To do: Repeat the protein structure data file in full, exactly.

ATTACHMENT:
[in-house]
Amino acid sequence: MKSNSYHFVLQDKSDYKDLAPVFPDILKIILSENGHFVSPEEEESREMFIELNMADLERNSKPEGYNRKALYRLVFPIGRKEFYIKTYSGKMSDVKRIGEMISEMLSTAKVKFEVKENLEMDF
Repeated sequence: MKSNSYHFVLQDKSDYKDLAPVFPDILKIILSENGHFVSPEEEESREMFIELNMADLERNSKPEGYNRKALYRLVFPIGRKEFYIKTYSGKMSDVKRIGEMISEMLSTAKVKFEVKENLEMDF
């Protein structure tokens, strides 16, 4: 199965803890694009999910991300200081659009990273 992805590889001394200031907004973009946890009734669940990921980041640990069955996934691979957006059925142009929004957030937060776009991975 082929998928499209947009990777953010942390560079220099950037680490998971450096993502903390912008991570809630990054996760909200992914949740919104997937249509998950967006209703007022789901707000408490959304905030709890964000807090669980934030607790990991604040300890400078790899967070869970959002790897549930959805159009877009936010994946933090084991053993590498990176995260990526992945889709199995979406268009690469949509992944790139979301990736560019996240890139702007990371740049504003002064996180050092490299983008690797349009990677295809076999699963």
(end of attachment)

[in-house]
Amino acid sequence: MKSNSYHFVLQDKSDYKDLAPVFPDILKIILSENGHFVSPEEEESREMFIELNMADLERNSKPEGYNRKALYRLVFPIGRKEFYIKTYSGKMSDVKRIGEMISEMLSTAKVKFEVKENLEMDF
Repeated sequence: MKSNSYHFVLQDKSDYKDLAPVFPDILKIILSENGHFVSPEEEESREMFIELNMADLERNSKPEGYNRKALYRLVFPIGRKEFYIKTYSGKMSDVKRIGEMISEMLSTAKVKFEVKENLEMDF
């Protein structure tokens, strides 16, 4: 199965803890694009999910991300200081659009990273 992805590889001394200031907004973009946890009734669940990921980041640990069955996934691979957006059925142009929004957030937060776009991975 082929998928499209947009990777953010942390560079220099950037680490998971450096993502903390912008991570809630990054996760909200992914949740919104997937249509998950967006209703007022789901707000408490959304905030709890964000807090669980934030607790990991604040300890400078790899967070869970959002790897549930959805159009877009936010994946933090084991053993590498990176995260990526992945889709199995979406268009690469949509992944790139979301990736560019996240890139702007990371740049504003002064996180050092490299983008690797349009990677295809076999699963």